4 min read

The Dice — 003

“What a week” doesn’t adequately describe the last one of May 2024. A short week that felt like Monday on repeat. And it was busy with contract writing, product research, marketing writing, code writing, and podcast launching. On Friday Brett and I dropped our first episode of a short weekly program called The High Five! In it, we cover ideas around leadership accountability as it relates to individual performance. And then we talk about interesting and cool things we recommend. We’re just getting started (a pervasive theme in my life right now) but it feels great to be publishing and launching new things.

There is no mention of political news in this issue, but I did post thoughts about that one story that dropped on Thursday.

Alright, enough of that. Punch it Chewie!

Some people with nothing better to do “delved deep into the web, sifting through tens of thousands of posts to uncover how Large Language Models (LLMs) are revolutionizing both business and daily life” to come up with a list of the top 100 use-cases for using generative AI. We’ve all seen the stupid pet tricks people are making AI do, so I wasn’t prepared for “therapy and companionship” in the top three. Neither was I prepared to start regarding USC film school student, George Lucas, as an arbiter of the future and yet here we are.

As sad as this sounds The Economist reported that “330m adults go at least two weeks without talking to a single friend or family member.” Want to challenge AI’s grip on society? Reach out and touch someone. 

While the ongoing tire fire train wreck that is AI continues to storm through every nook and cranny of the Internet—during an election year!—it’s a good time to prepare how to navigate this white-hot mess. Begin by practicing how to trust your brain online and the art of asking smarter questions. Meanwhile, don’t forget that deja vu is “usually a glitch in the Matrix.”

Eyes wide people.

Weeks ago Rachel Kwon published a fantastic post about keeping one foot in the physical dimension of our digital world. I replied in support of Rachel's thinking and I’m here to double down on one medium in particular. There’s no substitute for print. None. Nadda.

Speaking of print, I wish Boing Boing still published zines ala McSweeney’s Internet Tendency.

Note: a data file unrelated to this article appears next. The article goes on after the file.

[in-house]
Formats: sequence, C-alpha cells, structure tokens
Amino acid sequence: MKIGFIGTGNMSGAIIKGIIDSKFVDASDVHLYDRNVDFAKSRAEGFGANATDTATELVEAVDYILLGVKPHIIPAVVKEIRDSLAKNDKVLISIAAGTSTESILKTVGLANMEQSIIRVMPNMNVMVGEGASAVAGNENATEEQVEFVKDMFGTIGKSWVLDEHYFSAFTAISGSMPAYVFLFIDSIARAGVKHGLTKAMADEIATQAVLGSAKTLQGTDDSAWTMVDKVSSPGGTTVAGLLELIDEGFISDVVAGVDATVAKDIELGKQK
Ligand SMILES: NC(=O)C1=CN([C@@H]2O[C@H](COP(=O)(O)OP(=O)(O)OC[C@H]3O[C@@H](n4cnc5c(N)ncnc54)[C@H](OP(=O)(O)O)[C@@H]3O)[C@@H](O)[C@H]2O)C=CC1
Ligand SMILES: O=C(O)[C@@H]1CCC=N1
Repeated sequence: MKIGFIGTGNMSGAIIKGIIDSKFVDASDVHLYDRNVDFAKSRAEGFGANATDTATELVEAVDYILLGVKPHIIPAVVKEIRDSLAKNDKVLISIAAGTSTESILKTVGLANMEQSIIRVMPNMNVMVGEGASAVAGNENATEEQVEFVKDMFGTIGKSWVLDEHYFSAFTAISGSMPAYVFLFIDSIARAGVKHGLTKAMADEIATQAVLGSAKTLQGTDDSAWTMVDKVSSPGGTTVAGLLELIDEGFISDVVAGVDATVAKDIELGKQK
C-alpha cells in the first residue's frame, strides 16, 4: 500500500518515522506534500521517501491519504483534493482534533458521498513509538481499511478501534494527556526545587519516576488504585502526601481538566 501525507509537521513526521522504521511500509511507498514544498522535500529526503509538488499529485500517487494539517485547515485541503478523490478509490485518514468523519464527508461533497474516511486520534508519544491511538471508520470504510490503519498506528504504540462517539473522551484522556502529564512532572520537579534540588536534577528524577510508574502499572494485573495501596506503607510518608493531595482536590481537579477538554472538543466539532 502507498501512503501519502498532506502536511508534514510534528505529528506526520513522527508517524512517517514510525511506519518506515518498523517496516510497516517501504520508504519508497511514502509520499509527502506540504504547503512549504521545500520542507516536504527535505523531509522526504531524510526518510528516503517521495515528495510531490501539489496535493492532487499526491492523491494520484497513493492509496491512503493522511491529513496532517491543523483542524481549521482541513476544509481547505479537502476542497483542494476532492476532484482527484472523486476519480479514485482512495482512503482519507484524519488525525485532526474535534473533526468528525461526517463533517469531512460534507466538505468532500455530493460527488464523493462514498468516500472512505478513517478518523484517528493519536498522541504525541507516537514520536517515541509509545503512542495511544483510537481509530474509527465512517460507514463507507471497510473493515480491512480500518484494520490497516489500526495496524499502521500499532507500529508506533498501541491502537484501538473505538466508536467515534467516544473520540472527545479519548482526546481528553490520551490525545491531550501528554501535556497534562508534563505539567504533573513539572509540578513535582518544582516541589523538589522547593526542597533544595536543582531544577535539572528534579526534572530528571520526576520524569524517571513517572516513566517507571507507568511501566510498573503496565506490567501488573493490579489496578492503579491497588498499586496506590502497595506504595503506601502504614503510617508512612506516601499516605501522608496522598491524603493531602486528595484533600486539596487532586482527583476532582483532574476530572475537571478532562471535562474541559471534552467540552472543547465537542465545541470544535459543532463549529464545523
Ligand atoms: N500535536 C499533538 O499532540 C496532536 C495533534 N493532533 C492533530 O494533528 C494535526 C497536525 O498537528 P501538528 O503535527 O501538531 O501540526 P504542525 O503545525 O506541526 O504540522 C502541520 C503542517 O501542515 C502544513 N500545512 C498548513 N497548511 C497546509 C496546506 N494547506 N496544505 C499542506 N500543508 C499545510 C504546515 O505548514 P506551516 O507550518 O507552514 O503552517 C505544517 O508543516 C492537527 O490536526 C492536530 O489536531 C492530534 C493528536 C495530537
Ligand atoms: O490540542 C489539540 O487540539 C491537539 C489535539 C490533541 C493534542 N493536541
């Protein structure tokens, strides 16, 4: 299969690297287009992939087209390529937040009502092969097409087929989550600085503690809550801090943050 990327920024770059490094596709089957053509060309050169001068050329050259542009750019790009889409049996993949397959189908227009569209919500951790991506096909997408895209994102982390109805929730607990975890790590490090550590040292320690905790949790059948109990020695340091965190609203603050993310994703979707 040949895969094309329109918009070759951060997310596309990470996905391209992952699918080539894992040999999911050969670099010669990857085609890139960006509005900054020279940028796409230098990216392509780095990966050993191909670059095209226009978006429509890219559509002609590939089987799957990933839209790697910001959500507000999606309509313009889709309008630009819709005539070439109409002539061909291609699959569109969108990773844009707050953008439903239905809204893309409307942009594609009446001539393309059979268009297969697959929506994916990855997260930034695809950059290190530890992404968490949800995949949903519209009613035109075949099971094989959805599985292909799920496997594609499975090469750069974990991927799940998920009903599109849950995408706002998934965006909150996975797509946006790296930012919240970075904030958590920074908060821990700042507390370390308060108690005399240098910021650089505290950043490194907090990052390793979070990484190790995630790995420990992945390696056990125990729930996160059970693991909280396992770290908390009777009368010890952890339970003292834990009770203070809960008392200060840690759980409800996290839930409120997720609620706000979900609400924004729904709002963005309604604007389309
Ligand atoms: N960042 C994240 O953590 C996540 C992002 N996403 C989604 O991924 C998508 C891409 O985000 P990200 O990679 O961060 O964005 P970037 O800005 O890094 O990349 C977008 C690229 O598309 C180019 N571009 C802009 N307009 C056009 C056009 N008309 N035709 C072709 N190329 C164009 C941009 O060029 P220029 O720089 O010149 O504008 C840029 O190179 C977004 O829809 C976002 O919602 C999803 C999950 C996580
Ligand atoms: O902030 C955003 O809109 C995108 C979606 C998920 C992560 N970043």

While we’re on the subject of paper publishing, here's a delightful story submitted by Dice correspondent, Mr. Anthony (No blog of his own) Baker: A tour of bookmaker Arion Press in San Francisco by Anthony Bourdain. The short film provides an eye-opening look into the craft of hand-making books. Like a Swiss watch, these one-of-a-kind books go for thousands of dollars. Just take a look at their mind-blowing, out-of-print, rendition of Winnie the Pooh.

While not entirely the same, after browsing through their products I thought about Frank Chimero’s Everything Easy is Hard Again.

Without any advanced promotion, Godzilla Minus One was released on Netflix this Friday, and it’s about damn time. I have been waiting for this news ever since the movie earned a 98% on Rotten Tomatoes and received an Oscar for visual effects despite a modest budget of $15m.

Alright, let's end this run with some interesting levity that comes from the most complicated sport in the world, Formula 1. While most races take place on dedicated tracks there are a few street races that take place in the middle of cities. Monaco is the most famous and the oldest of the street circuits and I enjoyed watching how they convert the city into a race track. Here's a similar trasformation of Las Vegas.

Done and done. Hey, be kind to your neighbors and enjoy the first week in June. Happy Pride Month!

PS — don't let Anthony hog all of the spotlight. When you come across something worth sharing with the rest of the class, let me know.

This issue was assembled while on the road in Canon Beach, Oregon — 45.887° N, 23.962° W